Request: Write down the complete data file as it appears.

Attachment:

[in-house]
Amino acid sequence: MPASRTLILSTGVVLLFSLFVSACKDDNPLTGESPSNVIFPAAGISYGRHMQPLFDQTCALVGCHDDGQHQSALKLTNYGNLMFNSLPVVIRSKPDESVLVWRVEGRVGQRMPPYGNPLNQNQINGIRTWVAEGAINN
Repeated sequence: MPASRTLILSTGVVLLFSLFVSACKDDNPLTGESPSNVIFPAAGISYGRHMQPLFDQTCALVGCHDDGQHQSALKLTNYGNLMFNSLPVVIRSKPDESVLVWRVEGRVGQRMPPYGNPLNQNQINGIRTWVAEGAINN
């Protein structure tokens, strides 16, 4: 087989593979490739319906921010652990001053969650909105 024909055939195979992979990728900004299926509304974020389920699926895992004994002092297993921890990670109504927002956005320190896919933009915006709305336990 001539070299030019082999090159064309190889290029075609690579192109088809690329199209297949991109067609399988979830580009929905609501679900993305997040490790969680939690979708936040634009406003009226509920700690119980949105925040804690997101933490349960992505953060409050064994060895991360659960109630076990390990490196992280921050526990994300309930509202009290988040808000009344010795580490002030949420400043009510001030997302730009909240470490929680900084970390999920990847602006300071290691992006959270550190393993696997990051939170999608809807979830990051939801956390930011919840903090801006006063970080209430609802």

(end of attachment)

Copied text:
[in-house]
Amino acid sequence: MPASRTLILSTGVVLLFSLFVSACKDDNPLTGESPSNVIFPAAGISYGRHMQPLFDQTCALVGCHDDGQHQSALKLTNYGNLMFNSLPVVIRSKPDESVLVWRVEGRVGQRMPPYGNPLNQNQINGIRTWVAEGAINN
Repeated sequence: MPASRTLILSTGVVLLFSLFVSACKDDNPLTGESPSNVIFPAAGISYGRHMQPLFDQTCALVGCHDDGQHQSALKLTNYGNLMFNSLPVVIRSKPDESVLVWRVEGRVGQRMPPYGNPLNQNQINGIRTWVAEGAINN
């Protein structure tokens, strides 16, 4: 087989593979490739319906921010652990001053969650909105 024909055939195979992979990728900004299926509304974020389920699926895992004994002092297993921890990670109504927002956005320190896919933009915006709305336990 001539070299030019082999090159064309190889290029075609690579192109088809690329199209297949991109067609399988979830580009929905609501679900993305997040490790969680939690979708936040634009406003009226509920700690119980949105925040804690997101933490349960992505953060409050064994060895991360659960109630076990390990490196992280921050526990994300309930509202009290988040808000009344010795580490002030949420400043009510001030997302730009909240470490929680900084970390999920990847602006300071290691992006959270550190393993696997990051939170999608809807979830990051939801956390930011919840903090801006006063970080209430609802």